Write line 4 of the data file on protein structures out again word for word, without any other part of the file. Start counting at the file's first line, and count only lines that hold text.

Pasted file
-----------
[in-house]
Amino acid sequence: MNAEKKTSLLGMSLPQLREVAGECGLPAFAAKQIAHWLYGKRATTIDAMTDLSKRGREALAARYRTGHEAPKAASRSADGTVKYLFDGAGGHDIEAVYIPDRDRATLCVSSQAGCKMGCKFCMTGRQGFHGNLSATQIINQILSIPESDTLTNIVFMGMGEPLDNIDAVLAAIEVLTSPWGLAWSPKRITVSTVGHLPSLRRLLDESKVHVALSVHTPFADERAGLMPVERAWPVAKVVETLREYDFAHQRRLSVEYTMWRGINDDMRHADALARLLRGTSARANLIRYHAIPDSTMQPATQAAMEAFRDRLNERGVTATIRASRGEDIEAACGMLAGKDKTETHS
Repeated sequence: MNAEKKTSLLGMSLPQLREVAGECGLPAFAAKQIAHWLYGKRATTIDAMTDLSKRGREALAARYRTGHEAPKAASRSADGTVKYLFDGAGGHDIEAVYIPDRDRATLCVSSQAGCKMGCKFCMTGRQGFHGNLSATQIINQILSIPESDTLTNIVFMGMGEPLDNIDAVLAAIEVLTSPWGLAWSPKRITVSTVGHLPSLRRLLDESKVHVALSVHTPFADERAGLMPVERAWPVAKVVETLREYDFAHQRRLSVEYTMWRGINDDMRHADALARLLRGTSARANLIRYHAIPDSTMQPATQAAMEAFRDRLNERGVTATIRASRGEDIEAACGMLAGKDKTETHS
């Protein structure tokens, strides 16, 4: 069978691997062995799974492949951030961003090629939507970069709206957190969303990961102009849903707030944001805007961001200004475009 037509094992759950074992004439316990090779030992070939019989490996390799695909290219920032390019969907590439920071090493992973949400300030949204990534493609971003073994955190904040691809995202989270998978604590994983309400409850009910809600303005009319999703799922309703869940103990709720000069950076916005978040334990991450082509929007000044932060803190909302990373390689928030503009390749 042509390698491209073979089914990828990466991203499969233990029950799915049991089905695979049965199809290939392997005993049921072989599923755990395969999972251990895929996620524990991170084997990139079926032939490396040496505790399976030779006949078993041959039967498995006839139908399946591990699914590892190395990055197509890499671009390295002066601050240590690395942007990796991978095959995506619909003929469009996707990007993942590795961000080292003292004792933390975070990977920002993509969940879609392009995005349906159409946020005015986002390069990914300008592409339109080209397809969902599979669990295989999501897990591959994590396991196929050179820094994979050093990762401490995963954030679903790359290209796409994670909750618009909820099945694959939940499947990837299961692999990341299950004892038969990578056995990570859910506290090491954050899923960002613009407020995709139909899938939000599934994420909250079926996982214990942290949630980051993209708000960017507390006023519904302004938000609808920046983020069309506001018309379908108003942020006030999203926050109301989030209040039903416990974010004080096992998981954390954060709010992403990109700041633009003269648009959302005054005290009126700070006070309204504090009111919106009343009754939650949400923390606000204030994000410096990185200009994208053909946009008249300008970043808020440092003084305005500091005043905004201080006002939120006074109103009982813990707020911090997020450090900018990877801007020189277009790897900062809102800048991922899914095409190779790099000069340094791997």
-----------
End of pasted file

């Protein structure tokens, strides 16, 4: 069978691997062995799974492949951030961003090629939507970069709206957190969303990961102009849903707030944001805007961001200004475009 037509094992759950074992004439316990090779030992070939019989490996390799695909290219920032390019969907590439920071090493992973949400300030949204990534493609971003073994955190904040691809995202989270998978604590994983309400409850009910809600303005009319999703799922309703869940103990709720000069950076916005978040334990991450082509929007000044932060803190909302990373390689928030503009390749 042509390698491209073979089914990828990466991203499969233990029950799915049991089905695979049965199809290939392997005993049921072989599923755990395969999972251990895929996620524990991170084997990139079926032939490396040496505790399976030779006949078993041959039967498995006839139908399946591990699914590892190395990055197509890499671009390295002066601050240590690395942007990796991978095959995506619909003929469009996707990007993942590795961000080292003292004792933390975070990977920002993509969940879609392009995005349906159409946020005015986002390069990914300008592409339109080209397809969902599979669990295989999501897990591959994590396991196929050179820094994979050093990762401490995963954030679903790359290209796409994670909750618009909820099945694959939940499947990837299961692999990341299950004892038969990578056995990570859910506290090491954050899923960002613009407020995709139909899938939000599934994420909250079926996982214990942290949630980051993209708000960017507390006023519904302004938000609808920046983020069309506001018309379908108003942020006030999203926050109301989030209040039903416990974010004080096992998981954390954060709010992403990109700041633009003269648009959302005054005290009126700070006070309204504090009111919106009343009754939650949400923390606000204030994000410096990185200009994208053909946009008249300008970043808020440092003084305005500091005043905004201080006002939120006074109103009982813990707020911090997020450090900018990877801007020189277009790897900062809102800048991922899914095409190779790099000069340094791997």